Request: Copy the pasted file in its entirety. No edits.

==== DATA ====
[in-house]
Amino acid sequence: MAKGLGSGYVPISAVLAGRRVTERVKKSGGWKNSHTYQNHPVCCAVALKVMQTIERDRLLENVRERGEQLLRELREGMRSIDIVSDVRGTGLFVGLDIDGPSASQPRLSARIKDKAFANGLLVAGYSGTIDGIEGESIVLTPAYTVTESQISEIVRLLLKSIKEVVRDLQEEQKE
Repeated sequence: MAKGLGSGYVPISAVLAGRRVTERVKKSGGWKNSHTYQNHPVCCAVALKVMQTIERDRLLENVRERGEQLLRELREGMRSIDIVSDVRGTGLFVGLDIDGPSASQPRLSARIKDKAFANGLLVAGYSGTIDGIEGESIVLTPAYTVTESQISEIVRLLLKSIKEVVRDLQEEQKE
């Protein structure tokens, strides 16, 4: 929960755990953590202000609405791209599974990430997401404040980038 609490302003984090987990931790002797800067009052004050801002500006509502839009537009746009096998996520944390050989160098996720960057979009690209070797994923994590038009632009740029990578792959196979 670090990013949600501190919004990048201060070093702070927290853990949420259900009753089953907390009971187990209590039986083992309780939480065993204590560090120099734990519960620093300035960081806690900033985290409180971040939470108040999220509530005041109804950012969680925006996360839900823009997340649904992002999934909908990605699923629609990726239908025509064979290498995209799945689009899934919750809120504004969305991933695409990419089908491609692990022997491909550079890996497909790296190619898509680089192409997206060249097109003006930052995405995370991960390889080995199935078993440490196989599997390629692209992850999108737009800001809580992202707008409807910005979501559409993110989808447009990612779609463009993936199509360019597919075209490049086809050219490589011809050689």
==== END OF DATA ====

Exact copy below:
[in-house]
Amino acid sequence: MAKGLGSGYVPISAVLAGRRVTERVKKSGGWKNSHTYQNHPVCCAVALKVMQTIERDRLLENVRERGEQLLRELREGMRSIDIVSDVRGTGLFVGLDIDGPSASQPRLSARIKDKAFANGLLVAGYSGTIDGIEGESIVLTPAYTVTESQISEIVRLLLKSIKEVVRDLQEEQKE
Repeated sequence: MAKGLGSGYVPISAVLAGRRVTERVKKSGGWKNSHTYQNHPVCCAVALKVMQTIERDRLLENVRERGEQLLRELREGMRSIDIVSDVRGTGLFVGLDIDGPSASQPRLSARIKDKAFANGLLVAGYSGTIDGIEGESIVLTPAYTVTESQISEIVRLLLKSIKEVVRDLQEEQKE
């Protein structure tokens, strides 16, 4: 929960755990953590202000609405791209599974990430997401404040980038 609490302003984090987990931790002797800067009052004050801002500006509502839009537009746009096998996520944390050989160098996720960057979009690209070797994923994590038009632009740029990578792959196979 670090990013949600501190919004990048201060070093702070927290853990949420259900009753089953907390009971187990209590039986083992309780939480065993204590560090120099734990519960620093300035960081806690900033985290409180971040939470108040999220509530005041109804950012969680925006996360839900823009997340649904992002999934909908990605699923629609990726239908025509064979290498995209799945689009899934919750809120504004969305991933695409990419089908491609692990022997491909550079890996497909790296190619898509680089192409997206060249097109003006930052995405995370991960390889080995199935078993440490196989599997390629692209992850999108737009800001809580992202707008409807910005979501559409993110989808447009990612779609463009993936199509360019597919075209490049086809050219490589011809050689």